Squid breathe by drawing water through their siphons into their mantles, the large muscular coverings over their bodies, where it passes over their two sets of gill filaments, absorbing oxygen and releasing carbon dioxide via diffusion. The blood that absorbs the oxygen uses a copper compound, haemocyanin, rather than the iron-containing hemoglobin of mammals. The blood is pumped to the gills from two branchial hearts and elsewhere by a third.
Because of its copper-based blood, squid blood is blue, not red. This blood is pumped by three hearts. The two branchial hearts pump blood to the gills, much like the right ventricle pumps blood to mammalian lungs. The third heart, the systemic heart, draws in oxygenated blood from the gills with two atria and pumps it from a single ventricle to the rest of the body.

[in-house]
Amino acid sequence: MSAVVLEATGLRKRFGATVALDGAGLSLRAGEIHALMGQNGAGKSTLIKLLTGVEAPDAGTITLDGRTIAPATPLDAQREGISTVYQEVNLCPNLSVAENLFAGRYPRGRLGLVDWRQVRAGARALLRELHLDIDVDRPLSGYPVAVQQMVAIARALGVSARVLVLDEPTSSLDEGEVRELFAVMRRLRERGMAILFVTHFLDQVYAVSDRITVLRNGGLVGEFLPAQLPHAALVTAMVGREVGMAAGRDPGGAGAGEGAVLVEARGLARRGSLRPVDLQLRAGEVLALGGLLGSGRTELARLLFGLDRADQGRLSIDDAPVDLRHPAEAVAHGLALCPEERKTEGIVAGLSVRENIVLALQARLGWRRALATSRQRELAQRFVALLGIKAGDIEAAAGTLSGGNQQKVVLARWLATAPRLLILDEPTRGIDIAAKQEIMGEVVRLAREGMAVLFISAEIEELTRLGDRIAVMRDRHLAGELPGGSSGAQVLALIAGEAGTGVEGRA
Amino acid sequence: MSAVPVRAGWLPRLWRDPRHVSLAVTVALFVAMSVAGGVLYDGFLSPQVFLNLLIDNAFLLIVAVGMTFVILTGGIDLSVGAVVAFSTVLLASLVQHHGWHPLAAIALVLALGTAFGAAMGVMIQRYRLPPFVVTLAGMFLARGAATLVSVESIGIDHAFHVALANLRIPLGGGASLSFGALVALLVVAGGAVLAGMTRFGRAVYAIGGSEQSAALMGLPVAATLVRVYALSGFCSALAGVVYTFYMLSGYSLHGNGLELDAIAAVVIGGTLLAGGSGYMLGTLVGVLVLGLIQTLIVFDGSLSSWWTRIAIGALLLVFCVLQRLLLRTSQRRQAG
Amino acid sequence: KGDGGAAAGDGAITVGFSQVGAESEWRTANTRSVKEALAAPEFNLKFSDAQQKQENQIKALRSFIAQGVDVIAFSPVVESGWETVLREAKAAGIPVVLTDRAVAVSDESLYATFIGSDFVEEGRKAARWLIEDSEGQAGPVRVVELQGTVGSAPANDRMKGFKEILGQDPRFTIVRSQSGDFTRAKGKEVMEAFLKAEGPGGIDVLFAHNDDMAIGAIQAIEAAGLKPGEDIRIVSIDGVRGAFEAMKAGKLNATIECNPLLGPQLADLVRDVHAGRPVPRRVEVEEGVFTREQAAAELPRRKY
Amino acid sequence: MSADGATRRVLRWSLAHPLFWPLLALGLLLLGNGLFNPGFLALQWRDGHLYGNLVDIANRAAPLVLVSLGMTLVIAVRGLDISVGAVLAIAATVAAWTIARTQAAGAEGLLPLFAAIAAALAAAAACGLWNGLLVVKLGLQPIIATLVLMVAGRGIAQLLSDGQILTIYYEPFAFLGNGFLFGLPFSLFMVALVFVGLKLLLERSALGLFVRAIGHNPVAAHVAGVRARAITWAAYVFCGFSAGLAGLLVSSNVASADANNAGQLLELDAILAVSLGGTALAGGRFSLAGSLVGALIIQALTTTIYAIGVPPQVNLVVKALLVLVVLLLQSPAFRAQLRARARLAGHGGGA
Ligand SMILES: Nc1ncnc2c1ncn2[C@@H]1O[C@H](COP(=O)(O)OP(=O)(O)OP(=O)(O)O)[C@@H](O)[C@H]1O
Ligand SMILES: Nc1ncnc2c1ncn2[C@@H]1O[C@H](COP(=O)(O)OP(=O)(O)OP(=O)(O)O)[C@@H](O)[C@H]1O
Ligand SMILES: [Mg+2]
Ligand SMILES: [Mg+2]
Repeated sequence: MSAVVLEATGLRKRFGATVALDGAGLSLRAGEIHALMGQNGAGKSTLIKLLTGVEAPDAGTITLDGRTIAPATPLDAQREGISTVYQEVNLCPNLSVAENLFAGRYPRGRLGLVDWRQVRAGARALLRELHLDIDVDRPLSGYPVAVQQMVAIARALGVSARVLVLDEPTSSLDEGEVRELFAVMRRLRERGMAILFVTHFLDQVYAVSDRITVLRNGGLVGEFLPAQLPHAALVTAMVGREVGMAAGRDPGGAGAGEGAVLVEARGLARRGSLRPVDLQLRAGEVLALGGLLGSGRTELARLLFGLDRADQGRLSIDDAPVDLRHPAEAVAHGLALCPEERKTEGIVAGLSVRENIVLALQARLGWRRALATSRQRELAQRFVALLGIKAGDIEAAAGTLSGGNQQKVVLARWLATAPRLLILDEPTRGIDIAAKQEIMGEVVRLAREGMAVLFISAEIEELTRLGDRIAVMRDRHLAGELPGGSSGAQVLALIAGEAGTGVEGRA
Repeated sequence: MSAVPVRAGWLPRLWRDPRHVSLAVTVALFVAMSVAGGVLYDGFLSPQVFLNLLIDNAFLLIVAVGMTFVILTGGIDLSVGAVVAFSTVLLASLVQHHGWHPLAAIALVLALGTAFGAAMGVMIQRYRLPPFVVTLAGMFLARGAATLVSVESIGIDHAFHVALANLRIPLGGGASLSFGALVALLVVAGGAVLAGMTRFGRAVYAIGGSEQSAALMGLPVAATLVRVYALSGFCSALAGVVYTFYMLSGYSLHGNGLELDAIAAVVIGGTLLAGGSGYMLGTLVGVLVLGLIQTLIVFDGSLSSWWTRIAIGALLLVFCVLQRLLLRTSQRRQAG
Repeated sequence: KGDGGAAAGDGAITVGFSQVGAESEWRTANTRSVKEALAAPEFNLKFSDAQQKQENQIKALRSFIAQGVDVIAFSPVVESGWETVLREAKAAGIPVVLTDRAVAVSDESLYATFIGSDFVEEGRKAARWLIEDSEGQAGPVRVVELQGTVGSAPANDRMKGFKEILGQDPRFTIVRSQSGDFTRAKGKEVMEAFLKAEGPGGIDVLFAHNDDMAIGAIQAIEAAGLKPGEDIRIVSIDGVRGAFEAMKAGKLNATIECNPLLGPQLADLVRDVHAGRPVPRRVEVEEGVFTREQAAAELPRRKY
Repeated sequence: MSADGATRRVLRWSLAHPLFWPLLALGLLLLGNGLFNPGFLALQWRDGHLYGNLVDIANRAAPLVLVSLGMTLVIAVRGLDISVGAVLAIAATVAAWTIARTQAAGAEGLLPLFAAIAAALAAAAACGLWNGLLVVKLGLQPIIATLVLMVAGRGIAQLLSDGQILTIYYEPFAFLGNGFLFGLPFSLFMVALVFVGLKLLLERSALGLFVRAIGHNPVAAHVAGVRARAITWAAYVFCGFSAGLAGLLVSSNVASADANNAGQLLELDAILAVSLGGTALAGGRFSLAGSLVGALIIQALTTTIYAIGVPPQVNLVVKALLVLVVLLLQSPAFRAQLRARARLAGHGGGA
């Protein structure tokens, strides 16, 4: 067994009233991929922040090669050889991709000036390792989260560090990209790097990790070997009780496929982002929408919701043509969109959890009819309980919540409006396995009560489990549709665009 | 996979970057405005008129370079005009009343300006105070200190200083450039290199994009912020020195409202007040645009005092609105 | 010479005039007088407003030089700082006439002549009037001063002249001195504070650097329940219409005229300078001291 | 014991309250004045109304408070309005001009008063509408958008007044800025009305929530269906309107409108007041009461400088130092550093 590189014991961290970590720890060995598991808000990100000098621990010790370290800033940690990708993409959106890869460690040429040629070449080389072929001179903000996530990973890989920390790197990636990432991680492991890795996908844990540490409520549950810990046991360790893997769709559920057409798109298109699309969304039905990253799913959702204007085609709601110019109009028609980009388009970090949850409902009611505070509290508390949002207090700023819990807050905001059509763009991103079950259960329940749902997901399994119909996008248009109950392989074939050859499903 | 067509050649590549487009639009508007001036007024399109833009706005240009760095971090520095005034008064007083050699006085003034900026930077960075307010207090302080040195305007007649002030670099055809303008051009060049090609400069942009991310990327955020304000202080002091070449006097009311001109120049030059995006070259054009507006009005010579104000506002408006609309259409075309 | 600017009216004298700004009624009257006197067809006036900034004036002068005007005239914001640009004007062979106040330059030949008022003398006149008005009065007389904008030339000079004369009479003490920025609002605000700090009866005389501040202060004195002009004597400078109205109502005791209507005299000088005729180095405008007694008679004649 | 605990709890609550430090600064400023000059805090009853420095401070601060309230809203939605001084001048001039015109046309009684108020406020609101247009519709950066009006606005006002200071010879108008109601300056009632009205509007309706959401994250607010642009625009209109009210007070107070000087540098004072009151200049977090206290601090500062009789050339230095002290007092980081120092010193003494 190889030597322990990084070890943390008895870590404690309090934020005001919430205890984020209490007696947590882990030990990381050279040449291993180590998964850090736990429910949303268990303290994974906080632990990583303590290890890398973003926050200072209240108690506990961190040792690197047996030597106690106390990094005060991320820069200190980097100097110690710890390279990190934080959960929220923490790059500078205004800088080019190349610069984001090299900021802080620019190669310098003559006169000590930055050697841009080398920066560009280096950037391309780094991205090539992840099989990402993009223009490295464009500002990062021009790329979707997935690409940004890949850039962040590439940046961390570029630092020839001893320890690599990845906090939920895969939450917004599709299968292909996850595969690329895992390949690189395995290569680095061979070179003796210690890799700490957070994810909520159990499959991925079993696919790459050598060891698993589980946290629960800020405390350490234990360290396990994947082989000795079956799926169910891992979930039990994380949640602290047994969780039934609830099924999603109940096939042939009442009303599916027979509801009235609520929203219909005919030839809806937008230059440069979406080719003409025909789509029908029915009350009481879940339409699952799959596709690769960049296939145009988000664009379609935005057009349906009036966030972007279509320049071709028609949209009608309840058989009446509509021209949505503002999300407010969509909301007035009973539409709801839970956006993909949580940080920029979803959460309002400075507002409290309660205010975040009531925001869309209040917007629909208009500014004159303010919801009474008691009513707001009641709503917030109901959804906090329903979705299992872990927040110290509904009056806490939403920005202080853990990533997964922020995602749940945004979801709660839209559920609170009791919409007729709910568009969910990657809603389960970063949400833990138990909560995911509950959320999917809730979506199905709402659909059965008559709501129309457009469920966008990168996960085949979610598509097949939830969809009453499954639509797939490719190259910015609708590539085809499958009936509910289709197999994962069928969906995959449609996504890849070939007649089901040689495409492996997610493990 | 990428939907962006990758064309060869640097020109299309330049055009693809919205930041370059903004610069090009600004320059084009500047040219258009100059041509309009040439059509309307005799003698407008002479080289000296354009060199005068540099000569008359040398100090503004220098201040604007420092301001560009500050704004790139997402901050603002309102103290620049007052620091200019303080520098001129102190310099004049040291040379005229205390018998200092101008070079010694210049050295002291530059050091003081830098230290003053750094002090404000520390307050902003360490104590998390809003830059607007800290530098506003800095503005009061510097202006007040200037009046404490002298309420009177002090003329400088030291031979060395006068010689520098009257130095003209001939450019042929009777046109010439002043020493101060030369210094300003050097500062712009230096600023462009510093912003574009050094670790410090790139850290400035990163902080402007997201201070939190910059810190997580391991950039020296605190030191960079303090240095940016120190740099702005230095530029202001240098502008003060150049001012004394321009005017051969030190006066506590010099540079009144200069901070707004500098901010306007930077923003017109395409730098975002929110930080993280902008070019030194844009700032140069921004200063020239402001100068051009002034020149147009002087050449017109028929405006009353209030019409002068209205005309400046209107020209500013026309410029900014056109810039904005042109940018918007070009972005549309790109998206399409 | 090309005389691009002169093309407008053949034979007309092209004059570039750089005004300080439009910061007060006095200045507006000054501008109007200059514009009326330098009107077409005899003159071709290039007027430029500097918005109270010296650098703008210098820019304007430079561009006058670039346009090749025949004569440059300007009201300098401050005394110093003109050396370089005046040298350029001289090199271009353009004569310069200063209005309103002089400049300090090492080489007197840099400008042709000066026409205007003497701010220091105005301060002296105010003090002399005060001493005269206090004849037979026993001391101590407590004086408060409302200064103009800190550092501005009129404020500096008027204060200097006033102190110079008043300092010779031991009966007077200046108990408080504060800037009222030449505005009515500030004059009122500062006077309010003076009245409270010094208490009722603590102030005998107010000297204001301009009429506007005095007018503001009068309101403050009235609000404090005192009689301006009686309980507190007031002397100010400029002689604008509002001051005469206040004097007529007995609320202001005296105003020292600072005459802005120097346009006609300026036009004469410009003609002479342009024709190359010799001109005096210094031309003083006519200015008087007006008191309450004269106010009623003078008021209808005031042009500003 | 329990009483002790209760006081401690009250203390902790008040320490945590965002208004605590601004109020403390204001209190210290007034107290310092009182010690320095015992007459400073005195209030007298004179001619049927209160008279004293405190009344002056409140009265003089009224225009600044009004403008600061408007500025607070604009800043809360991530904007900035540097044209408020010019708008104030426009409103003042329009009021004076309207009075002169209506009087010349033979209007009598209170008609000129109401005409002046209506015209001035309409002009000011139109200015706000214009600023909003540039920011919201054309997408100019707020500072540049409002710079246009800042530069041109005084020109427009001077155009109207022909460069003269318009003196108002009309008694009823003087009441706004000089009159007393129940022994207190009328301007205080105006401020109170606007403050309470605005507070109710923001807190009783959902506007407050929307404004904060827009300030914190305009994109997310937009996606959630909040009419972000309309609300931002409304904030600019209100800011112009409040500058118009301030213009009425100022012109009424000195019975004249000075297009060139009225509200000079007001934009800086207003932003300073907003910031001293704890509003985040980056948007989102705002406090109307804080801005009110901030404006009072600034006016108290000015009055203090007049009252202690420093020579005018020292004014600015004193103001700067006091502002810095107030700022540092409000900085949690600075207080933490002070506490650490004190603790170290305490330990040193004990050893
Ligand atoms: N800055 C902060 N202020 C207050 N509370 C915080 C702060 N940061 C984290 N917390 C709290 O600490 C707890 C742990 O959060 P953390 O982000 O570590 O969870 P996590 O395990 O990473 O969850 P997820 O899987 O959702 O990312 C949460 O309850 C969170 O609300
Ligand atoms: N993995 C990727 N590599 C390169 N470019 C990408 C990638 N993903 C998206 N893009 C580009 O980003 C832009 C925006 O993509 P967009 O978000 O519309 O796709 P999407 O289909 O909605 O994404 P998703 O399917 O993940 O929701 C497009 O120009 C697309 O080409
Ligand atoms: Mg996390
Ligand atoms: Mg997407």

The ability of squid to draw water into their mantles and force it out again is not just useful for breathing. It is also a main method of propulsion. Squid practice a method of movement known as jetting, literally using jets of water pumped out by their powerful mantles to push themselves along at considerable speeds. There are even squid that use jetting to briefly exit the water and glide through the air to avoid predators.